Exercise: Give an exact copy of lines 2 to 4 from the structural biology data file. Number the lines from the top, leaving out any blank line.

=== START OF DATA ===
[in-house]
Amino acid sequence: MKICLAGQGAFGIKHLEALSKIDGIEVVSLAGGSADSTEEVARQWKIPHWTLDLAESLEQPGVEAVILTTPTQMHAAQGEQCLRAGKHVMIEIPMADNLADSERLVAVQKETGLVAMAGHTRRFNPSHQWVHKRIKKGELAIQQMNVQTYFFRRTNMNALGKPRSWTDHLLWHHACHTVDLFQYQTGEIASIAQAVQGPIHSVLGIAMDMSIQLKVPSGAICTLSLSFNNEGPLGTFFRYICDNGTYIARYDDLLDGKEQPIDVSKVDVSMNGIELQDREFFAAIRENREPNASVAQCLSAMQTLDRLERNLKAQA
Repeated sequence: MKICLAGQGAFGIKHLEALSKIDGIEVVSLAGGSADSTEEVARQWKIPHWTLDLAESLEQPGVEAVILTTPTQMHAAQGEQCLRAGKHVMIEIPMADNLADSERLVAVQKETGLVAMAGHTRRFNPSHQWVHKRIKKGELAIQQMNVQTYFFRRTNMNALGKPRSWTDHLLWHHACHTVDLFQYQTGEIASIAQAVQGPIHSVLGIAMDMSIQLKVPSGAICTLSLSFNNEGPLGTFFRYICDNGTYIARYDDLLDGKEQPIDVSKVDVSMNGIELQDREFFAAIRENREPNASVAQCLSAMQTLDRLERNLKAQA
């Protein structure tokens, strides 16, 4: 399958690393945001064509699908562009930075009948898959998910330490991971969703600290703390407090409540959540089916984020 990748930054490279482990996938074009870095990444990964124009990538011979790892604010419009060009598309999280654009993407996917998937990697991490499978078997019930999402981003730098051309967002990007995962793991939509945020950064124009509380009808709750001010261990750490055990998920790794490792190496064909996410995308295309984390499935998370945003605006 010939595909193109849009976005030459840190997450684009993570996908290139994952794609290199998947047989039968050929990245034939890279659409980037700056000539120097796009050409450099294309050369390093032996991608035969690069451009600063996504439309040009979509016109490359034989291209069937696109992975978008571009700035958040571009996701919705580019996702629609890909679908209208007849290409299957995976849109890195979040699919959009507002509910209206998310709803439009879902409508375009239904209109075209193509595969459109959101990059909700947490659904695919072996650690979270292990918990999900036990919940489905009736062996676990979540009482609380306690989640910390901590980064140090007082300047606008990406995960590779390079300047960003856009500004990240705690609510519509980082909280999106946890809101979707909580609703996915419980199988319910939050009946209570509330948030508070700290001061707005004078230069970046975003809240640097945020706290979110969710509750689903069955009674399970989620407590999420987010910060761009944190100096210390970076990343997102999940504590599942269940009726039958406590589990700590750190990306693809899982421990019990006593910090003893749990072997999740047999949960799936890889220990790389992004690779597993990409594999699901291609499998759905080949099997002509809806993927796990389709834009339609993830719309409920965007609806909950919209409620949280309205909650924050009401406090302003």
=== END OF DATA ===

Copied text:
Amino acid sequence: MKICLAGQGAFGIKHLEALSKIDGIEVVSLAGGSADSTEEVARQWKIPHWTLDLAESLEQPGVEAVILTTPTQMHAAQGEQCLRAGKHVMIEIPMADNLADSERLVAVQKETGLVAMAGHTRRFNPSHQWVHKRIKKGELAIQQMNVQTYFFRRTNMNALGKPRSWTDHLLWHHACHTVDLFQYQTGEIASIAQAVQGPIHSVLGIAMDMSIQLKVPSGAICTLSLSFNNEGPLGTFFRYICDNGTYIARYDDLLDGKEQPIDVSKVDVSMNGIELQDREFFAAIRENREPNASVAQCLSAMQTLDRLERNLKAQA
Repeated sequence: MKICLAGQGAFGIKHLEALSKIDGIEVVSLAGGSADSTEEVARQWKIPHWTLDLAESLEQPGVEAVILTTPTQMHAAQGEQCLRAGKHVMIEIPMADNLADSERLVAVQKETGLVAMAGHTRRFNPSHQWVHKRIKKGELAIQQMNVQTYFFRRTNMNALGKPRSWTDHLLWHHACHTVDLFQYQTGEIASIAQAVQGPIHSVLGIAMDMSIQLKVPSGAICTLSLSFNNEGPLGTFFRYICDNGTYIARYDDLLDGKEQPIDVSKVDVSMNGIELQDREFFAAIRENREPNASVAQCLSAMQTLDRLERNLKAQA
């Protein structure tokens, strides 16, 4: 399958690393945001064509699908562009930075009948898959998910330490991971969703600290703390407090409540959540089916984020 990748930054490279482990996938074009870095990444990964124009990538011979790892604010419009060009598309999280654009993407996917998937990697991490499978078997019930999402981003730098051309967002990007995962793991939509945020950064124009509380009808709750001010261990750490055990998920790794490792190496064909996410995308295309984390499935998370945003605006 010939595909193109849009976005030459840190997450684009993570996908290139994952794609290199998947047989039968050929990245034939890279659409980037700056000539120097796009050409450099294309050369390093032996991608035969690069451009600063996504439309040009979509016109490359034989291209069937696109992975978008571009700035958040571009996701919705580019996702629609890909679908209208007849290409299957995976849109890195979040699919959009507002509910209206998310709803439009879902409508375009239904209109075209193509595969459109959101990059909700947490659904695919072996650690979270292990918990999900036990919940489905009736062996676990979540009482609380306690989640910390901590980064140090007082300047606008990406995960590779390079300047960003856009500004990240705690609510519509980082909280999106946890809101979707909580609703996915419980199988319910939050009946209570509330948030508070700290001061707005004078230069970046975003809240640097945020706290979110969710509750689903069955009674399970989620407590999420987010910060761009944190100096210390970076990343997102999940504590599942269940009726039958406590589990700590750190990306693809899982421990019990006593910090003893749990072997999740047999949960799936890889220990790389992004690779597993990409594999699901291609499998759905080949099997002509809806993927796990389709834009339609993830719309409920965007609806909950919209409620949280309205909650924050009401406090302003």